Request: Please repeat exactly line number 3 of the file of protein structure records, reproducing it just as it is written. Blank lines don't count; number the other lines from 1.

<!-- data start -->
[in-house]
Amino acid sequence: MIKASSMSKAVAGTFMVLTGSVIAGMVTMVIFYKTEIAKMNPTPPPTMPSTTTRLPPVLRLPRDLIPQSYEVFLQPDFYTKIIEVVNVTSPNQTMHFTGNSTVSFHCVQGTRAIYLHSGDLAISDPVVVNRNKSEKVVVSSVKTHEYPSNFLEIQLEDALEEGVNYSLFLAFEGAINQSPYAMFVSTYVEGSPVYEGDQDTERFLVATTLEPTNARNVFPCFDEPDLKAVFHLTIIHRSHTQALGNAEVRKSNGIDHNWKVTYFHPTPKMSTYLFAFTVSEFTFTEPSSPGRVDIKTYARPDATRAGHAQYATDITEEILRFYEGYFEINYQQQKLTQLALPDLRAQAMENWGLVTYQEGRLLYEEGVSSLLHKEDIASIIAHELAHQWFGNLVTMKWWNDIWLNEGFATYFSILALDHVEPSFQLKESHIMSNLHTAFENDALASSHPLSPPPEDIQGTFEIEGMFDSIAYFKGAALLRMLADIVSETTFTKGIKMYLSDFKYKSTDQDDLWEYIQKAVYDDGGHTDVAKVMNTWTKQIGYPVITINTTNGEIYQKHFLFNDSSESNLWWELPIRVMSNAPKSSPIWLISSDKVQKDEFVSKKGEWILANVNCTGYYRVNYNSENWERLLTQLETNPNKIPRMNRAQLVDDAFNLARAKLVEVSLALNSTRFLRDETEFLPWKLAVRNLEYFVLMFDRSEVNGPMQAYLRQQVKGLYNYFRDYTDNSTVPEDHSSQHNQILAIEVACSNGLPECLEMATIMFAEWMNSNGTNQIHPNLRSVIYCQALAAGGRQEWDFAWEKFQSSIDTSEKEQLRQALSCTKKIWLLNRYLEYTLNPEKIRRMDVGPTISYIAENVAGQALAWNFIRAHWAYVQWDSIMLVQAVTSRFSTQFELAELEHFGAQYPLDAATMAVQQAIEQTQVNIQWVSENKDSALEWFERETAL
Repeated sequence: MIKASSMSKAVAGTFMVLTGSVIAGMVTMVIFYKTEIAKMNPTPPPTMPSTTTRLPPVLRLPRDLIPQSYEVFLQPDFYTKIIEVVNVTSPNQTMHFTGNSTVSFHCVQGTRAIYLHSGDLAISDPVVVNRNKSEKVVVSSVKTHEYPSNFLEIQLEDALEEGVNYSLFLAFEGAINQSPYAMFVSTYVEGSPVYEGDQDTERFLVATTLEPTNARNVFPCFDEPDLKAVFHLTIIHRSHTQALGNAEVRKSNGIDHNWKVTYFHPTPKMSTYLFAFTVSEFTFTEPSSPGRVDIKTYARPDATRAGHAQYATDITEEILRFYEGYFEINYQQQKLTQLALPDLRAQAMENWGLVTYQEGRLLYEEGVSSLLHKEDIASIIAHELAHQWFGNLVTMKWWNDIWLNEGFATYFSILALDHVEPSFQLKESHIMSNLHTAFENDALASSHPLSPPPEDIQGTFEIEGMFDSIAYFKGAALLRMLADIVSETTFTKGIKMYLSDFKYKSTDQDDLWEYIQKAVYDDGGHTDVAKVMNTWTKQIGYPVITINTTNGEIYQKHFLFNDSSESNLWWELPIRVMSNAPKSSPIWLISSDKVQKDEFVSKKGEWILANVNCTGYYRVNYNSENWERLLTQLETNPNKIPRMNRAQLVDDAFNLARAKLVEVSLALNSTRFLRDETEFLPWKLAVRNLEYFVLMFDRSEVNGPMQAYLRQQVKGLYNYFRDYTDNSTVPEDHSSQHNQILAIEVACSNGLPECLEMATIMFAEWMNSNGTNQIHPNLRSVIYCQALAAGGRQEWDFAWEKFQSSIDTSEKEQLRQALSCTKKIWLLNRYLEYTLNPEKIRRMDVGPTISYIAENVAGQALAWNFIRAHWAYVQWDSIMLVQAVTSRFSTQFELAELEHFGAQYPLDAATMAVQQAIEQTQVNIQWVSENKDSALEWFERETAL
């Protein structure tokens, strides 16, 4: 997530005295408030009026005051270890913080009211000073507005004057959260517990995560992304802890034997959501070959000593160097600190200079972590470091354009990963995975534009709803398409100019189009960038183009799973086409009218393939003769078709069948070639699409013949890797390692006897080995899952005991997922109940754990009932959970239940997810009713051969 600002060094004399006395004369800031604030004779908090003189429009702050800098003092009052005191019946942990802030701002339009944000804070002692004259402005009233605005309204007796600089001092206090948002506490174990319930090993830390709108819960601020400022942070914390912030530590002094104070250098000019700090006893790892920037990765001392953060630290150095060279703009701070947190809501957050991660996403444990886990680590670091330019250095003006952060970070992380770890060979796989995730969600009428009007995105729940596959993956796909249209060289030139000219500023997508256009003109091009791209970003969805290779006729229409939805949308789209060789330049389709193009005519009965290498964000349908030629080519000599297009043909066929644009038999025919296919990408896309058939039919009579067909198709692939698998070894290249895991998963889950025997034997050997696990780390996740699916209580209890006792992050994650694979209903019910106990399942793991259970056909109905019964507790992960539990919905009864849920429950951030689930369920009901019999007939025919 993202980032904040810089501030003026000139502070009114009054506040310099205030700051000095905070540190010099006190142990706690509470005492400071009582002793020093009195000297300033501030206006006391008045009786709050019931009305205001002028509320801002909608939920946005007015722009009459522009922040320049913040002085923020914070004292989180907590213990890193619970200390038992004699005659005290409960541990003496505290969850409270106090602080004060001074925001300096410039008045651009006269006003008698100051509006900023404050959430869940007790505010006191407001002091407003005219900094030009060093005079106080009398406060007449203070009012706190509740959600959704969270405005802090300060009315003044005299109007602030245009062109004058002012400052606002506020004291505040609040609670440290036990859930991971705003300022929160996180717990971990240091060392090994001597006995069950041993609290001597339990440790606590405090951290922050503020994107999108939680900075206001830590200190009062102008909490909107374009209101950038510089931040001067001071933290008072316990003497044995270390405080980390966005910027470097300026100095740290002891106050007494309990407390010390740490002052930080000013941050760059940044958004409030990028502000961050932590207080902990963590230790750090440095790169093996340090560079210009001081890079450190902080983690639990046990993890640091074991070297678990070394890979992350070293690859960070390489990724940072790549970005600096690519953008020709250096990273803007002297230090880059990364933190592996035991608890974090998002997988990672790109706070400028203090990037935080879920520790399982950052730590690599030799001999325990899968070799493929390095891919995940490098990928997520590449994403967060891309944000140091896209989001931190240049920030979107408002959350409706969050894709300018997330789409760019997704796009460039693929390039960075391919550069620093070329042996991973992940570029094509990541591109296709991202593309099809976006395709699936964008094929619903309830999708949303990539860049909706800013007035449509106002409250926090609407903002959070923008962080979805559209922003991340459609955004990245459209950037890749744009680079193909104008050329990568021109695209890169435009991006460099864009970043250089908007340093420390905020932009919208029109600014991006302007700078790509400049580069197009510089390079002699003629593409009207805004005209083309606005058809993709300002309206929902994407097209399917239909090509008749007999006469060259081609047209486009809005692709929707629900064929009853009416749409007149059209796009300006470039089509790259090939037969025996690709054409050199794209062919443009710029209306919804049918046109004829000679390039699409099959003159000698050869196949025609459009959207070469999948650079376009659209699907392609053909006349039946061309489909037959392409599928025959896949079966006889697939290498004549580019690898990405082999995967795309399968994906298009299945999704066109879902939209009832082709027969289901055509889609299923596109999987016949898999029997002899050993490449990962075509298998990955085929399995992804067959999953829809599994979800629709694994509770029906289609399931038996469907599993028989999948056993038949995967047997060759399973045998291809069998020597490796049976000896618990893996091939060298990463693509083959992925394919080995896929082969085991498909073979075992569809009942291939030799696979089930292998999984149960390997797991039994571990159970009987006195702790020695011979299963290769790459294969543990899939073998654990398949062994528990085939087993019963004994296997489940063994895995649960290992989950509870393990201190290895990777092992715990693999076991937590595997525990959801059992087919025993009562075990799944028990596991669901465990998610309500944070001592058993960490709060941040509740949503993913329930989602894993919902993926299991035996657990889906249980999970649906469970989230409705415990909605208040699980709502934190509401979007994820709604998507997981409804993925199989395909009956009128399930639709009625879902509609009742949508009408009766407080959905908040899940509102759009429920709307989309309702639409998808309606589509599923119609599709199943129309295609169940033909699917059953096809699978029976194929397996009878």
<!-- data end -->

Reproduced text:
Repeated sequence: MIKASSMSKAVAGTFMVLTGSVIAGMVTMVIFYKTEIAKMNPTPPPTMPSTTTRLPPVLRLPRDLIPQSYEVFLQPDFYTKIIEVVNVTSPNQTMHFTGNSTVSFHCVQGTRAIYLHSGDLAISDPVVVNRNKSEKVVVSSVKTHEYPSNFLEIQLEDALEEGVNYSLFLAFEGAINQSPYAMFVSTYVEGSPVYEGDQDTERFLVATTLEPTNARNVFPCFDEPDLKAVFHLTIIHRSHTQALGNAEVRKSNGIDHNWKVTYFHPTPKMSTYLFAFTVSEFTFTEPSSPGRVDIKTYARPDATRAGHAQYATDITEEILRFYEGYFEINYQQQKLTQLALPDLRAQAMENWGLVTYQEGRLLYEEGVSSLLHKEDIASIIAHELAHQWFGNLVTMKWWNDIWLNEGFATYFSILALDHVEPSFQLKESHIMSNLHTAFENDALASSHPLSPPPEDIQGTFEIEGMFDSIAYFKGAALLRMLADIVSETTFTKGIKMYLSDFKYKSTDQDDLWEYIQKAVYDDGGHTDVAKVMNTWTKQIGYPVITINTTNGEIYQKHFLFNDSSESNLWWELPIRVMSNAPKSSPIWLISSDKVQKDEFVSKKGEWILANVNCTGYYRVNYNSENWERLLTQLETNPNKIPRMNRAQLVDDAFNLARAKLVEVSLALNSTRFLRDETEFLPWKLAVRNLEYFVLMFDRSEVNGPMQAYLRQQVKGLYNYFRDYTDNSTVPEDHSSQHNQILAIEVACSNGLPECLEMATIMFAEWMNSNGTNQIHPNLRSVIYCQALAAGGRQEWDFAWEKFQSSIDTSEKEQLRQALSCTKKIWLLNRYLEYTLNPEKIRRMDVGPTISYIAENVAGQALAWNFIRAHWAYVQWDSIMLVQAVTSRFSTQFELAELEHFGAQYPLDAATMAVQQAIEQTQVNIQWVSENKDSALEWFERETAL